Raster vs. Vector: A Simple Guide

By: Naomi J. Myrick, Decals.com Staff Writer

The print and graphic design industries each work with both vector and raster file types. So, what’s the difference?

I’ve created this easy-to-follow guide to teach you the basic differences between the two types of graphics.

Keep reading to find out more!

Chapter One: Vector Graphics

Vector path

Vector graphics are built from mathematical formulas or paths with anchor points in order to create the image.

Creating vector graphics is basically just illustrating an image using lines and curves. Because of this, they can be resized to humungous sizes without losing any image quality. Imagine a logo on a billboard and it is most likely vector art.

Chapter Two: Raster Graphics


Raster graphics are like LEGO creations; they consist of tiny colored blocks that work together to make a comprehensive image. Therefore, think of raster graphic creation as the process of making images out of many little digitally colored pixels, just on a grid.

Due to how the image is constructed, if the file size is too small and they are resized to a very large size, then the raster image may become pixelated or blurry. Imagine what would happen if you could stretch out a lego block, it just wouldn’t look right.

A real-world raster image example would be a high-resolution, framed wedding photo set on a wall.

Chapter Three: Common File Types for Print

New file drop-down menu

These are the most common file types for print. Let’s define which ones are vector files and which ones are raster.

Raster Files

Vector Files

.JPEG (or JPG)





.PDF (unless created in Photoshop)




Chapter Four: Photoshop and Illustrator

Adobe logo

Adobe Photoshop and Adobe Illustrator are perhaps the most common (or at least well known) image editing and creation computer programs around. But did you know that one works with rasterized files while the other uses vectorized files? Yep.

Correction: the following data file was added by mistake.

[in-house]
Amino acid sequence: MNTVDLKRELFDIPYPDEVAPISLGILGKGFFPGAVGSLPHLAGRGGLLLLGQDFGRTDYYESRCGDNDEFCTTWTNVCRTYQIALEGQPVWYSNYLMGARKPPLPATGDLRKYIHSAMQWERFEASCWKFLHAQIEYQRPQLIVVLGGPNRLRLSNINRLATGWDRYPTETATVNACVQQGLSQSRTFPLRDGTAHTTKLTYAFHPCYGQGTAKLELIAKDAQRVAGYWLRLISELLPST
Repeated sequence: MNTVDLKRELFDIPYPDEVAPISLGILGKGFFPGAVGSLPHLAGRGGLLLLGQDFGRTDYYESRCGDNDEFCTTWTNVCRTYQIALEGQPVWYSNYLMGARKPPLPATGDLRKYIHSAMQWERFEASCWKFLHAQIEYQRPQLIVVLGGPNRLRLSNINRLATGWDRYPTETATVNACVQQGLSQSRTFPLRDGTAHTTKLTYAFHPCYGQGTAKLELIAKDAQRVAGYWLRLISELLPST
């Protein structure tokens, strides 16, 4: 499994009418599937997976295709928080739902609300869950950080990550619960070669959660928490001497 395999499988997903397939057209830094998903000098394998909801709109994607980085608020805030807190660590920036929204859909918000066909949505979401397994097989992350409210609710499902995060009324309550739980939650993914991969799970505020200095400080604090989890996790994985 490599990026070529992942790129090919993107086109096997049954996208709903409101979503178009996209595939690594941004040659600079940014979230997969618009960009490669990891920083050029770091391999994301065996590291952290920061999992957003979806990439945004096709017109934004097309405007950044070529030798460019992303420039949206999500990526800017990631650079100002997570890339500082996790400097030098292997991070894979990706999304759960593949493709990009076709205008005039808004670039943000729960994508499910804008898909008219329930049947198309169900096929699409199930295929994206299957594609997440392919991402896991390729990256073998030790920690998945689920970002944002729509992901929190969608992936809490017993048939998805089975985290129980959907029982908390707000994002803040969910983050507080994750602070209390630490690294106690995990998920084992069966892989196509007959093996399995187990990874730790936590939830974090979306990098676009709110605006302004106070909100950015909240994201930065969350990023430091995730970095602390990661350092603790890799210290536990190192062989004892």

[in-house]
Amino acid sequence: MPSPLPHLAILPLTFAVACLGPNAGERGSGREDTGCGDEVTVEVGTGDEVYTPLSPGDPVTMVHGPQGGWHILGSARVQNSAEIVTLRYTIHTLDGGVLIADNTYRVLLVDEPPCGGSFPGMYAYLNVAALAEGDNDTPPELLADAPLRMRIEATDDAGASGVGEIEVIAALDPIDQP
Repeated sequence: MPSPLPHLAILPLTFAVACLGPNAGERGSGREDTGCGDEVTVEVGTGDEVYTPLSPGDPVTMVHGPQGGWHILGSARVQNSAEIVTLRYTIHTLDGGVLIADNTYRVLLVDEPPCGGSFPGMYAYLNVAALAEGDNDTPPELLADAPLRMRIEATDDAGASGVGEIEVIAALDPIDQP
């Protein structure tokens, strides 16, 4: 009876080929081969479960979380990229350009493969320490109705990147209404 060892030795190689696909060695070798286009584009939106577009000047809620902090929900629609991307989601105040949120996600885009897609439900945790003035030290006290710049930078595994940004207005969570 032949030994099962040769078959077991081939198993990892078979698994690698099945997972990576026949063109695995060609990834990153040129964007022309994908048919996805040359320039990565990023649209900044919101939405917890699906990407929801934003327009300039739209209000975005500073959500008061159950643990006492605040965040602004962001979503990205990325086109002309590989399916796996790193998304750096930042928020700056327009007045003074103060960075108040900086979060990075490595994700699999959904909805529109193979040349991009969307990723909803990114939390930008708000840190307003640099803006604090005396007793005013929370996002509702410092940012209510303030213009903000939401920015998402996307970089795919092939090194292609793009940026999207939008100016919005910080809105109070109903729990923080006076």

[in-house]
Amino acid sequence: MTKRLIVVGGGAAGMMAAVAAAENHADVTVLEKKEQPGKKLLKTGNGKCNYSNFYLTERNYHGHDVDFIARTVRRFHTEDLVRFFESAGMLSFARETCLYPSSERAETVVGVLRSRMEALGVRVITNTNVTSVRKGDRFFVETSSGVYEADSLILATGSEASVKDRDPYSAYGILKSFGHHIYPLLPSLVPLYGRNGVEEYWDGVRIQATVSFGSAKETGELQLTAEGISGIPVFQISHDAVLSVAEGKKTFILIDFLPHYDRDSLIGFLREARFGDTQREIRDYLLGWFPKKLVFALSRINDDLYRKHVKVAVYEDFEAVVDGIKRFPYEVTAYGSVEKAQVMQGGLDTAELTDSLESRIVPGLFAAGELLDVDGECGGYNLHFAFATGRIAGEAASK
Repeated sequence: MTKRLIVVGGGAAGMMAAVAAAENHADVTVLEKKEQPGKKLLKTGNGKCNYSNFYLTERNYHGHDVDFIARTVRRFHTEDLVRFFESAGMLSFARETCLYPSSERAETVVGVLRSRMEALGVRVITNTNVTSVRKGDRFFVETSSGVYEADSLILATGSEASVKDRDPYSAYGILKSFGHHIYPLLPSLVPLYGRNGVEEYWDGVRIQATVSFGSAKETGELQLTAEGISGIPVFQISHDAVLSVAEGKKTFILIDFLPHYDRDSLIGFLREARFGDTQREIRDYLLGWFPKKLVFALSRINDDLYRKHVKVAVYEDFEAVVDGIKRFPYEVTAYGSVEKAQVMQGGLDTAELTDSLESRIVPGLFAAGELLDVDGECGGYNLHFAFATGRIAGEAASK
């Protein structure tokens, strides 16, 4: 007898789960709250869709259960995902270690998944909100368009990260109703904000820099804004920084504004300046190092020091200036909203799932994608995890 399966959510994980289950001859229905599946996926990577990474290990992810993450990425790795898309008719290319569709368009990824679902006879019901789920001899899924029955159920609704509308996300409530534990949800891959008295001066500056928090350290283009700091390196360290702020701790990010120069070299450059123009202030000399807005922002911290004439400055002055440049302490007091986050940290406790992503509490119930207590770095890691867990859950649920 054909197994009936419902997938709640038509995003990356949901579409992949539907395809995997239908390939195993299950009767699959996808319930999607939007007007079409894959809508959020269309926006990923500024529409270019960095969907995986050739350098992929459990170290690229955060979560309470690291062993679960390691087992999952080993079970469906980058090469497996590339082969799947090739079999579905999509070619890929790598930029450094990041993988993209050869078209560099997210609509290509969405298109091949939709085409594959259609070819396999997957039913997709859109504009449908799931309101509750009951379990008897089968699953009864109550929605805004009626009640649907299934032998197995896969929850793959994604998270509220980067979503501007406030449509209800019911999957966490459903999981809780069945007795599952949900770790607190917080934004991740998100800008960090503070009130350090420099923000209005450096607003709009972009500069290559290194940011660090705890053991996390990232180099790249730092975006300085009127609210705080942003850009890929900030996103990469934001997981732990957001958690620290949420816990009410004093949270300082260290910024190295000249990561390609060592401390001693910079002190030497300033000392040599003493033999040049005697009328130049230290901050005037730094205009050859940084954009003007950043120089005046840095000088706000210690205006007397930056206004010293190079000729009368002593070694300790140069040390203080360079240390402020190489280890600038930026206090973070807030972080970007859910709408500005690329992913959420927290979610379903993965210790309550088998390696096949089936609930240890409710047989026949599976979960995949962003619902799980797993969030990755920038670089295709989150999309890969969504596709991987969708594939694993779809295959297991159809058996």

Simply put, this is raster-based software. You wouldn’t usually use photoshop to design a logo (but you could). However, you would definitely use this program to color correct an image going into your logo.


This is vector-based software. You wouldn’t use Illustrator to add freckles to a digital photo or to lighten up a person's hair. But you may use it to illustrate a blue-eyed blonde cartoon face, with adorable freckles.

Chapter Five: File Conversions


Converting a rasterized image into a vector image is a technique known as vectorization. This is pretty common and many printing services (like us) charge a fee to do it.

Rasterization, or converting vector images into raster images can also be done via Photoshop or other raster-based programs. Converting vector files into raster allows these programs to edit the previously vectored artwork.

Each conversion technique may present some visual issues. This is because the files were created using different methods; vector stores a formula, while raster consists of a detailed pixel mosaic.

For sticker and decal printing, we recommend using vector files. If you require vectorization or recreation services, please reach out to us!